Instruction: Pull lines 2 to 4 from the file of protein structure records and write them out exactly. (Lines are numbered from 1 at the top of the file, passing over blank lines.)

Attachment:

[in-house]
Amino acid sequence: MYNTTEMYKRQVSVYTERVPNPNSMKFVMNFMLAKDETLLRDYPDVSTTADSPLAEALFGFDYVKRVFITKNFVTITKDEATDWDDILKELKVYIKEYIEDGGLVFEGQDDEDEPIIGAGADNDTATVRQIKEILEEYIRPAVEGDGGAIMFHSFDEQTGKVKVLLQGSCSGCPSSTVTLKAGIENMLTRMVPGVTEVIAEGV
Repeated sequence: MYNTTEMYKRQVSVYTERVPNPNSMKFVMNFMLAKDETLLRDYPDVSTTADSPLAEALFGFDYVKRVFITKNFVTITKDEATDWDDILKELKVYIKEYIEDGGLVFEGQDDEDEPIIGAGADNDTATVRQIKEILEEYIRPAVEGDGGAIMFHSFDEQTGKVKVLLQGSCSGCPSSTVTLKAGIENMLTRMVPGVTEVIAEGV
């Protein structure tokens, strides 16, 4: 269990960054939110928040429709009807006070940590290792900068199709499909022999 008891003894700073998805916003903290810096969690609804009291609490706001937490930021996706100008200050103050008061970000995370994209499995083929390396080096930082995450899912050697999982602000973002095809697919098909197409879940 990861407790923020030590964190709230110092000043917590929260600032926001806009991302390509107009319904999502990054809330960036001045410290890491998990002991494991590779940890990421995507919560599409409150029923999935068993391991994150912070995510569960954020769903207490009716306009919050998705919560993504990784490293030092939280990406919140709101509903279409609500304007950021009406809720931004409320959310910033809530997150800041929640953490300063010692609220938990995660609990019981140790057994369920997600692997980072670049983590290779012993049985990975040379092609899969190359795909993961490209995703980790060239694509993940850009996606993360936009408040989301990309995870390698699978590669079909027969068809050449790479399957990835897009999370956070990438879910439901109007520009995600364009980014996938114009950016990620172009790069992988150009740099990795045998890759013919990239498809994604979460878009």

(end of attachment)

Amino acid sequence: MYNTTEMYKRQVSVYTERVPNPNSMKFVMNFMLAKDETLLRDYPDVSTTADSPLAEALFGFDYVKRVFITKNFVTITKDEATDWDDILKELKVYIKEYIEDGGLVFEGQDDEDEPIIGAGADNDTATVRQIKEILEEYIRPAVEGDGGAIMFHSFDEQTGKVKVLLQGSCSGCPSSTVTLKAGIENMLTRMVPGVTEVIAEGV
Repeated sequence: MYNTTEMYKRQVSVYTERVPNPNSMKFVMNFMLAKDETLLRDYPDVSTTADSPLAEALFGFDYVKRVFITKNFVTITKDEATDWDDILKELKVYIKEYIEDGGLVFEGQDDEDEPIIGAGADNDTATVRQIKEILEEYIRPAVEGDGGAIMFHSFDEQTGKVKVLLQGSCSGCPSSTVTLKAGIENMLTRMVPGVTEVIAEGV
């Protein structure tokens, strides 16, 4: 269990960054939110928040429709009807006070940590290792900068199709499909022999 008891003894700073998805916003903290810096969690609804009291609490706001937490930021996706100008200050103050008061970000995370994209499995083929390396080096930082995450899912050697999982602000973002095809697919098909197409879940 990861407790923020030590964190709230110092000043917590929260600032926001806009991302390509107009319904999502990054809330960036001045410290890491998990002991494991590779940890990421995507919560599409409150029923999935068993391991994150912070995510569960954020769903207490009716306009919050998705919560993504990784490293030092939280990406919140709101509903279409609500304007950021009406809720931004409320959310910033809530997150800041929640953490300063010692609220938990995660609990019981140790057994369920997600692997980072670049983590290779012993049985990975040379092609899969190359795909993961490209995703980790060239694509993940850009996606993360936009408040989301990309995870390698699978590669079909027969068809050449790479399957990835897009999370956070990438879910439901109007520009995600364009980014996938114009950016990620172009790069992988150009740099990795045998890759013919990239498809994604979460878009």